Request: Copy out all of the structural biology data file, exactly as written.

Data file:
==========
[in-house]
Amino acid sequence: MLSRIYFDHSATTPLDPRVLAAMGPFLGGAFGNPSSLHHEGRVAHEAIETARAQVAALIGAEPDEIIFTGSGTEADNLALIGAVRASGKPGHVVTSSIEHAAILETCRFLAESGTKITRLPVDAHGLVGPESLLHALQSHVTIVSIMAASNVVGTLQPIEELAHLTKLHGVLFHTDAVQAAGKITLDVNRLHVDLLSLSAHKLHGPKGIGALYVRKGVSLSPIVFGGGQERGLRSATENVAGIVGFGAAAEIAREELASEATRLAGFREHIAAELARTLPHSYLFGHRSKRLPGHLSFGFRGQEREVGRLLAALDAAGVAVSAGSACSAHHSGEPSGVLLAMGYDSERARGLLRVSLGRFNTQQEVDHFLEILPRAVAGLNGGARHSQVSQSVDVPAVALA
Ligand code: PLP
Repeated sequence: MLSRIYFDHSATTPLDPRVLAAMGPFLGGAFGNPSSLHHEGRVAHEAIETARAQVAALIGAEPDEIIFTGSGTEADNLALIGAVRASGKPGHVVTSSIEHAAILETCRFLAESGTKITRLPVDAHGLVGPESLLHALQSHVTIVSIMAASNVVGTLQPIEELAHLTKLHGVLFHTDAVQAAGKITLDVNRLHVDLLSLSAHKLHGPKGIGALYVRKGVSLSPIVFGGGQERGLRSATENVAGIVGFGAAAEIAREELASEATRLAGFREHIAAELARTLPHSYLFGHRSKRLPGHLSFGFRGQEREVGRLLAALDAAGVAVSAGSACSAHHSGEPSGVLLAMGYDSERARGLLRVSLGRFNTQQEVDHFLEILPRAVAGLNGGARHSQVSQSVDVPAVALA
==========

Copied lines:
[in-house]
Amino acid sequence: MLSRIYFDHSATTPLDPRVLAAMGPFLGGAFGNPSSLHHEGRVAHEAIETARAQVAALIGAEPDEIIFTGSGTEADNLALIGAVRASGKPGHVVTSSIEHAAILETCRFLAESGTKITRLPVDAHGLVGPESLLHALQSHVTIVSIMAASNVVGTLQPIEELAHLTKLHGVLFHTDAVQAAGKITLDVNRLHVDLLSLSAHKLHGPKGIGALYVRKGVSLSPIVFGGGQERGLRSATENVAGIVGFGAAAEIAREELASEATRLAGFREHIAAELARTLPHSYLFGHRSKRLPGHLSFGFRGQEREVGRLLAALDAAGVAVSAGSACSAHHSGEPSGVLLAMGYDSERARGLLRVSLGRFNTQQEVDHFLEILPRAVAGLNGGARHSQVSQSVDVPAVALA
Ligand code: PLP
Repeated sequence: MLSRIYFDHSATTPLDPRVLAAMGPFLGGAFGNPSSLHHEGRVAHEAIETARAQVAALIGAEPDEIIFTGSGTEADNLALIGAVRASGKPGHVVTSSIEHAAILETCRFLAESGTKITRLPVDAHGLVGPESLLHALQSHVTIVSIMAASNVVGTLQPIEELAHLTKLHGVLFHTDAVQAAGKITLDVNRLHVDLLSLSAHKLHGPKGIGALYVRKGVSLSPIVFGGGQERGLRSATENVAGIVGFGAAAEIAREELASEATRLAGFREHIAAELARTLPHSYLFGHRSKRLPGHLSFGFRGQEREVGRLLAALDAAGVAVSAGSACSAHHSGEPSGVLLAMGYDSERARGLLRVSLGRFNTQQEVDHFLEILPRAVAGLNGGARHSQVSQSVDVPAVALA